Almond cake with blackcurrants, cherries and bittersweet chocolate

Almond cake with cherries, black currants and bittersweet chocolate

Almond cake with cherries, black currants and bittersweet chocolate

We’re watching L’eclisse at the moment, so today I’m going to wander around town in low-heeled but surprisingly noisy shoes, looking serious and wistful but bursting into laughter at life’s absurdities. Also, it’s my birthday, so I’m going to claim birthday privilege and write the most nonsensical rambling post ever. First of all, here’s a scene from L’eclisse that I like a lot. We haven’t watched the whole film so I’ll reserve judgement, but this scene I found surprising and beautiful.

Second of all, let me tell you about my lunch. I’m very excited about it. It was: a saltine cracker topped with brie, avocado, tomato, castelvetrano olives and lots of black pepper. I don’t usually eat lunch, but I’d been thinking about brie and avocado for a while now, and I had to try it. Everything tastes good on a saltine cracker.


Finally, I’ll admit that this birthday is a hard one. 45. The only good thing you can say about turning 45 is that it’s better than not turning 45. For some irrational reason, birthdays ending in five or zero are harder than any other birthdays. So I’ve been in a blue mood all week. And then one evening after dinner the boys and I walked to the store to buy ice cream novelties. I was feeling heavy and tired and discouraged. We walked through a big open space in town, and Malcolm said, “Mom! Sky Dive!!” He grabbed my hand and flung his other arm out. Slowly, I caught on, and stretched my arm out, and then he took Isaac’s hand and Isaac stretched his arm out. We were flying and buoyant and weightless in the sweet air of a perfect June evening. And I feel alright, I feel grateful for all of it, for everything.

Almond cake with blackcurrants, cherries and bittersweet chocolate

Almond cake with blackcurrants, cherries and bittersweet chocolate

Our blackcurrant bush is bonkers. Full of fruit. You pick a bowlful in the morning, and it’s completely laden again in the evening. The berries seem to ripen as you pick them. So I boiled them for a long time with lots of sugar, and then pressed them through a sieve and ended up with a thick beautiful sauce. I added this to a custard one night and made ice cream. And yesterday I made a cake. I made a soft almond cake, and put a layer of blackcurrant sauce, fresh bing cherries and bittersweet chocolate chips. The whole thing is tart/sweet/soft and juicy. You have to eat it with a fork, though, cause it’s delightfully messy.

Here’s Nina Simone’s Feeling Good. Sounds like a June day, doesn’t it?
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French cake a week # 2- Gateau Suisse

Gateau suisse

Today I made a cake. Or it might have been yesterday. I don’t really know or care. And then I sat in a dead tree and ate it, and looked up at the sky flowing over head. And when I fed it to the boys, they gobbled it down, like Gargantua and Pantagruel. And I thought, the cake looks like the moon. The moon! That’s the place for me, my kind of paradise. And then I went outside to cultivate my own garden. And I cried, “this is absurd, and none of it matters, so I will bake cakes!” Cakes cakes cakes, every week, to show the benign tediousness of life as it goes on day to day and week to week. And we will become accustomed to the sameness, and learn to find it interesting. And then we will eat the cakes. Cakes, cakes, cakes.

Can you tell that I took French literature in high school? Yup. The other week, as you may recall, I made a gateau au chocolat de Nancy from my Cuisine moderne et vieilles recettes, (1962 edition). As we sat in the yard on a pleasant summer evening, scarfing down chocolate cake and red wine, David said that he liked french cakes, and I should make one a week. I’m up for the challenge. So, from now on, I will be baking a cake from my french cookbook, one a week. I don’t speak french very well, and the recipes tend to be quite short and mysteriously written, and in measurements that are foreign to me (get it?) so the results may be mixed. We’ll consider the gateau au chocolat de nancy the first cake, so this gateau suisse will be the second. I think I made it wrong, and Americanized it, because it called for grated chocolate, to be mixed in till the whole thing was smoothly chocolatey. I like little melty bits of chocolate, so I used chocolate chips, and processed them till some were powder, but some were still fairly large chunks. Thus, I made more of a chocolate chip cake than a chocolate cake. It came out very well though! Very simple and pleasing. The boys beg to eat it for breakfast.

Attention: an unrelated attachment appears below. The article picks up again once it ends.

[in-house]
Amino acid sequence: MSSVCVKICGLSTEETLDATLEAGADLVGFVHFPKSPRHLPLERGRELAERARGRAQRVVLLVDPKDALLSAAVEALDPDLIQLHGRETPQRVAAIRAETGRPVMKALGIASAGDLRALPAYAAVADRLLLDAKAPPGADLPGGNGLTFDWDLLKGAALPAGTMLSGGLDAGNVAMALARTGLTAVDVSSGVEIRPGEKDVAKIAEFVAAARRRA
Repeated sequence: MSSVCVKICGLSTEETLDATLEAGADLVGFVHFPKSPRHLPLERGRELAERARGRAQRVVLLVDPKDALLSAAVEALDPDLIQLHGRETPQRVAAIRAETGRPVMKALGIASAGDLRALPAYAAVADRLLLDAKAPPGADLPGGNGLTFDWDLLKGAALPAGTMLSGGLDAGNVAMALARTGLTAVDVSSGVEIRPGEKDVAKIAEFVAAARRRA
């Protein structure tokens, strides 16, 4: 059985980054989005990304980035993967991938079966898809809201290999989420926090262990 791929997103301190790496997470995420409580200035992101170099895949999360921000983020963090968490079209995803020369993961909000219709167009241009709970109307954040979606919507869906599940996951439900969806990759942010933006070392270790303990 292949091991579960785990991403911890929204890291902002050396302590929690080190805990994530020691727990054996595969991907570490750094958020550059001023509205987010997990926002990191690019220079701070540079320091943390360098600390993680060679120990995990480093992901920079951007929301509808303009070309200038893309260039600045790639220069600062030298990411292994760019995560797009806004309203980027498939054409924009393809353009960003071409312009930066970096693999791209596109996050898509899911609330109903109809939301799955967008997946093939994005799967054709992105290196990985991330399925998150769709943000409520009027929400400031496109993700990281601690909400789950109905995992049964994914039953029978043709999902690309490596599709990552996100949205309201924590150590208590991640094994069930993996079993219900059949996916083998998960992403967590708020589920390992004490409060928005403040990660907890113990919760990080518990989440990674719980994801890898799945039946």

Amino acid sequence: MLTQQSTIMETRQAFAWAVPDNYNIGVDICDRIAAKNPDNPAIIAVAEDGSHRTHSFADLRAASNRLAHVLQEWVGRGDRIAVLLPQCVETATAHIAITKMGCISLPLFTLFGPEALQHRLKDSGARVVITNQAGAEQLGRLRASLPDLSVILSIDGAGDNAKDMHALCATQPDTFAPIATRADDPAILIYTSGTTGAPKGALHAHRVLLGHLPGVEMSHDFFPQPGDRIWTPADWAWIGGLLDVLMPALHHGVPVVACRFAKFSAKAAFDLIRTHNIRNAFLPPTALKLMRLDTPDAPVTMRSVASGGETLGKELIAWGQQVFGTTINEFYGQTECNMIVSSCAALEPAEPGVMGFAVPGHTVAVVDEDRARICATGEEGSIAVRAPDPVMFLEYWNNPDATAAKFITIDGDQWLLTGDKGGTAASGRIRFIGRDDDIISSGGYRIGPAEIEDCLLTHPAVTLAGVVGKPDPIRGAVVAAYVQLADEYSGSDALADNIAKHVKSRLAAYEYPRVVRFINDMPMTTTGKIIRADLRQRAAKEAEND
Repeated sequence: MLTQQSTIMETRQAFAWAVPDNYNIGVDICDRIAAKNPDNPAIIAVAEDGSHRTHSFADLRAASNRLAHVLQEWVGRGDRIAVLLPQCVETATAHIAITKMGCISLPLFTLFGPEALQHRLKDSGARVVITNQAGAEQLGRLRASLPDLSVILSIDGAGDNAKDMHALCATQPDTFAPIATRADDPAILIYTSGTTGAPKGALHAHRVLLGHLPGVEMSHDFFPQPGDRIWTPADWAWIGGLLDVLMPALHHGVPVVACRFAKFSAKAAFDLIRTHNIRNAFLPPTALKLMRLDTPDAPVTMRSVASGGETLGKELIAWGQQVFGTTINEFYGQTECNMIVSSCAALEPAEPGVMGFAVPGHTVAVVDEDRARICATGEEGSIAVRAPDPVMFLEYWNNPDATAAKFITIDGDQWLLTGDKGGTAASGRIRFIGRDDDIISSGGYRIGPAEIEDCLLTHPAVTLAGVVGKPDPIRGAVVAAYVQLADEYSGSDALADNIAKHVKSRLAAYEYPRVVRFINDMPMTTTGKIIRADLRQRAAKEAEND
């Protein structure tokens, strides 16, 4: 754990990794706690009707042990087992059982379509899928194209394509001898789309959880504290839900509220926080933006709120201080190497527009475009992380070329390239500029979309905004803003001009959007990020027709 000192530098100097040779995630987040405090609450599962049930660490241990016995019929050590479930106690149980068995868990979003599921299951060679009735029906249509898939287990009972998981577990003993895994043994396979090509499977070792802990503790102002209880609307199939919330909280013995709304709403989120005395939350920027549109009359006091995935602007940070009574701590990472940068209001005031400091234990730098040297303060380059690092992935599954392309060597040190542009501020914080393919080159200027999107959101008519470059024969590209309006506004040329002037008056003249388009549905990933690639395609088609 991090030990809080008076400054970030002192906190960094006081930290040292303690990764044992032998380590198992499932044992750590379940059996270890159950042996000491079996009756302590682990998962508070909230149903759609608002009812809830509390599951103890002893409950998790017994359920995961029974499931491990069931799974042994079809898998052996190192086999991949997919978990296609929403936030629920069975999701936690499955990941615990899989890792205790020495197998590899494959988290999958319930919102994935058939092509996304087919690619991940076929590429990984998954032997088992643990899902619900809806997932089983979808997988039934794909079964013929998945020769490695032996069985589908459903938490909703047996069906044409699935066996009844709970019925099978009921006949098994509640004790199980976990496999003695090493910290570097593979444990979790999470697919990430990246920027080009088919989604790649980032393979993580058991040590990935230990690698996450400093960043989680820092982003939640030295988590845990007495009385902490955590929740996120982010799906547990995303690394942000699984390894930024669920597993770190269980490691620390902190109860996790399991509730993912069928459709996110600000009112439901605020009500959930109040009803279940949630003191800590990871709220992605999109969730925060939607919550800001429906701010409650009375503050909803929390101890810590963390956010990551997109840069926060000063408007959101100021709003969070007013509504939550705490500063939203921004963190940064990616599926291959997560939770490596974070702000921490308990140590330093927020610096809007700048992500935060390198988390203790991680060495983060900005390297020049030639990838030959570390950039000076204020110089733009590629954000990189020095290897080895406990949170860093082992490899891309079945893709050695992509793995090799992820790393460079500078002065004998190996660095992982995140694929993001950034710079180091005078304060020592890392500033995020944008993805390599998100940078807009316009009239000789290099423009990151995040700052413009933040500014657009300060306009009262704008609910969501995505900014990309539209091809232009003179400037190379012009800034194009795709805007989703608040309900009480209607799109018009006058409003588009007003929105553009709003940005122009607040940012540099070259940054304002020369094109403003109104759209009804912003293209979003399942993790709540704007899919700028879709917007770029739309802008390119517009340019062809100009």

The series begins! There will be more cakes!! Watch this space!

Here’s Colettte Magny with Melocoton. It’s beautiful!!
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Isaac’s sweet and spicy ice cream

sweet and spicy ice cream

“What kind of ice cream shall we make?” I asked Isaac. “Carrot ice cream!” He said with a giggle. Little does he know that I actually plan to make carrot ice cream some day! Watch this space! In the end, after considering the fragrances of lots of jars from the spice cabinet, he decided on a few sweet spices, plus some chocolate chips. Cinnamon, a touch of nutmeg, and a touch of ginger. And we ground up the chocolate chips a bit, so they’d be nice and melty in the ice cream. Delicious! The words “ice cream” always makes me think of this scene from Down by Law. Jarmusch is probably my favorite American independent filmmaker, for reasons that should be obvious when you watch the clip. I could go on and on about why I like his filmmaking, but I’m late for work, so I’ll tell you instead about the music. In each of his films, I’ve discovered music that has become some of my favorite music ever. From Tom Waits in Down by Law, to RZA in Ghost Dog, to Mulate Astatke in Broken Flowers, watching Jarmusch’s films has added immeasurably to my musical library. So here’s a short playlist of songs I’ve discovered from his films, to listen to while you wait for your ice cream to freeze!